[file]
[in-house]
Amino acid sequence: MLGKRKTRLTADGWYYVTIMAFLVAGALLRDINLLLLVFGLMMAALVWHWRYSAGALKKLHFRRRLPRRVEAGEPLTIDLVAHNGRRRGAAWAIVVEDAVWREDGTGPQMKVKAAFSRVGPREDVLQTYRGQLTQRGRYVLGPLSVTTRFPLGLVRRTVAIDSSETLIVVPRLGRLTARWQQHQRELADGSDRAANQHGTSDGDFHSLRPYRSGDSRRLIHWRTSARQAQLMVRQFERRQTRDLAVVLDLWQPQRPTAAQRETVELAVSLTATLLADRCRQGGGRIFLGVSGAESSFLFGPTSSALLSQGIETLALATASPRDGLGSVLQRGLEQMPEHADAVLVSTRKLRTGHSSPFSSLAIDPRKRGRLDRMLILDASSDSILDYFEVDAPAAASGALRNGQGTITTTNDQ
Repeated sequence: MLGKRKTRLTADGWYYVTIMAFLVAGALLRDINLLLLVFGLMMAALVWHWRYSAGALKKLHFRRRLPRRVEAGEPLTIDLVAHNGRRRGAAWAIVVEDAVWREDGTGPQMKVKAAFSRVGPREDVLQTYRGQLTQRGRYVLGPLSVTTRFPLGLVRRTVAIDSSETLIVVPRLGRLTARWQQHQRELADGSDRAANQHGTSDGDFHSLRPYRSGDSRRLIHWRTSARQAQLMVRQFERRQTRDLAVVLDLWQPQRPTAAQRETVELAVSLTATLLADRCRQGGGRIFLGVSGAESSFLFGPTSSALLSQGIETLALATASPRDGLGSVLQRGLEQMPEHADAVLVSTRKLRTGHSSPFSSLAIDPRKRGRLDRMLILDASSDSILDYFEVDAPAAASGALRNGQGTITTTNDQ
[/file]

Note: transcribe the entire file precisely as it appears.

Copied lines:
[in-house]
Amino acid sequence: MLGKRKTRLTADGWYYVTIMAFLVAGALLRDINLLLLVFGLMMAALVWHWRYSAGALKKLHFRRRLPRRVEAGEPLTIDLVAHNGRRRGAAWAIVVEDAVWREDGTGPQMKVKAAFSRVGPREDVLQTYRGQLTQRGRYVLGPLSVTTRFPLGLVRRTVAIDSSETLIVVPRLGRLTARWQQHQRELADGSDRAANQHGTSDGDFHSLRPYRSGDSRRLIHWRTSARQAQLMVRQFERRQTRDLAVVLDLWQPQRPTAAQRETVELAVSLTATLLADRCRQGGGRIFLGVSGAESSFLFGPTSSALLSQGIETLALATASPRDGLGSVLQRGLEQMPEHADAVLVSTRKLRTGHSSPFSSLAIDPRKRGRLDRMLILDASSDSILDYFEVDAPAAASGALRNGQGTITTTNDQ
Repeated sequence: MLGKRKTRLTADGWYYVTIMAFLVAGALLRDINLLLLVFGLMMAALVWHWRYSAGALKKLHFRRRLPRRVEAGEPLTIDLVAHNGRRRGAAWAIVVEDAVWREDGTGPQMKVKAAFSRVGPREDVLQTYRGQLTQRGRYVLGPLSVTTRFPLGLVRRTVAIDSSETLIVVPRLGRLTARWQQHQRELADGSDRAANQHGTSDGDFHSLRPYRSGDSRRLIHWRTSARQAQLMVRQFERRQTRDLAVVLDLWQPQRPTAAQRETVELAVSLTATLLADRCRQGGGRIFLGVSGAESSFLFGPTSSALLSQGIETLALATASPRDGLGSVLQRGLEQMPEHADAVLVSTRKLRTGHSSPFSSLAIDPRKRGRLDRMLILDASSDSILDYFEVDAPAAASGALRNGQGTITTTNDQ